¡Gracias por visitar Fake Flamenco! Espero con anticipación leer sus poemas. Muy bienvenidos a los poetas nuevos al reto poético de Fake Flamenco y un abrazo fuerte a los participantes frecuentes. 🙂 –Rebecca

Gracias for visiting Fake Flamenco! I look forward to reading your poems. If this is your first Fake Flamenco poetry challenge, welcome and welcome back to our frequent flyers. 🙂 –Rebecca

Festival Internacional del Globo (FIG) Photo: FIG
Rebecca Cuningham

20 thoughts on “April 2021 Poetry Challenge: Sijo

  1. Oh goodness Rebecca, this is a challenge. I’ve never managed even a haiku I feel satisfied with. Having been to Korea though, I feel I must give this my best shot. We’re having a hailstorm now. Could that inspire me?

    Liked by 1 person

    1. Sounds like a good inspiration to me, and you have your memories of Korea to galvanize you. 🙂 May I suggest:
      1. Windy idea
      2. Rough draft of the three lines
      3.Special focus on the conclusion reversal
      4. Edit for syllable count
      That is the process I used. Hurrah for readers who are game to try. Look forward to reading your sijo!


  2. Thanks for this Rebecca. In fact I’ve got a draft of something that ticks a few boxes, but it’s the conclusion reversal I’m finding hard. If I’m honest, in these given examples, plus ones I’ve followed up through your link, this ‘conclusion reversal’ feels a bit tenuous, and I wouldn’t have noticed it at all, if I hadn’t known to look out for it!


  3. I’m not sure if I have fully understood the form, but here is a first attempt:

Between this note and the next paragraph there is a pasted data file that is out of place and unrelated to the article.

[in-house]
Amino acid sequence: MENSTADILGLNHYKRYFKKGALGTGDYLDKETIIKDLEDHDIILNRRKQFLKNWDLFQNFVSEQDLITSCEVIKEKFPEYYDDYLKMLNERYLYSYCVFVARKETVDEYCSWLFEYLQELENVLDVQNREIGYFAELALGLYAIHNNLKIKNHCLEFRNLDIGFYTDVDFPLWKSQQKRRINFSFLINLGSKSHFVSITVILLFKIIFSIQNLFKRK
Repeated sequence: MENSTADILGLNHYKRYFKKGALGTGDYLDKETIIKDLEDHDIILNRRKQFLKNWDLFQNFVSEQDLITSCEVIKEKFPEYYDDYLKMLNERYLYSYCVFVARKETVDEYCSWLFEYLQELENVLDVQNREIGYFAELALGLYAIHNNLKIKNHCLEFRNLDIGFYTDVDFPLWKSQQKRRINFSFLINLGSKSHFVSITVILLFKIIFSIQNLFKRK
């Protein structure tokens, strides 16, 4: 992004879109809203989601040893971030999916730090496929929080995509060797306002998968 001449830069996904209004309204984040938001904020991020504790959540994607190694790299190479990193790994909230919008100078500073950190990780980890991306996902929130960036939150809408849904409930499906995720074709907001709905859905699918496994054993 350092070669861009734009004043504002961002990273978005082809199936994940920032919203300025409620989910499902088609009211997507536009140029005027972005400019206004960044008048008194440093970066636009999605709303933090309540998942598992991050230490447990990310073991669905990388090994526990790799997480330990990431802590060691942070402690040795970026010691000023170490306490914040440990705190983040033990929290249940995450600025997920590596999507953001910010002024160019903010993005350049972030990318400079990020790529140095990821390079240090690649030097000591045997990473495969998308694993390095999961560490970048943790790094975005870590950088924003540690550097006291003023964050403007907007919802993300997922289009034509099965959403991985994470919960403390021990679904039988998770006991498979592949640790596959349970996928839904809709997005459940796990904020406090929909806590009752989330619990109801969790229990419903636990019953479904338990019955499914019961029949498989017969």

Fresh strengthening winds from the north roughen the open ocean
    Our small boat slams into waves that grow in size, our fear also grows
    Dolphins come alongside, chatter and leap, make a game of it all

    Is that to the form?

    Liked by 1 person

      1. Octavio Paz likened inspiration to a fabulous bird who one must pay attention to immediately or be left grasping one golden feather. So glad the muses swung your way today, as they often do 😉 Thanks for your excellent poetic contribution.

        Liked by 1 person

  4. Reto Sijo: Buitre/Zopilote Sombra oscura que vuela en el firmamento. Soy augurio maligno, un anima en pena. El fiel y veloz emisario de nuestro Creador.


  5. I’ve really struggled with this one: it’s the ‘conclusion reversal’, especially. In my own mind, I can see what this is in my effort below, but it’s probably obscure to the point of invisibility to the reader!

    The wind snatches at my clothes, gusts into my face –
    propels me onward, forward, homeward.
    It excites, energises, brings vigour to my day.

    Liked by 1 person

  6. Here’s mine.

    In the Time of Covid

    We are but cells sans walls, the world (so loved) pours through us all.
    Our membranes are porous, and every last word is contagious.1
    Our leaky vessels borne by the winds to uncertain ends.

    1 Jericho Brown (2015). “To Be Seen” from The New Testament. https://onbeing.org/poetry/to-be-seen/

    Liked by 1 person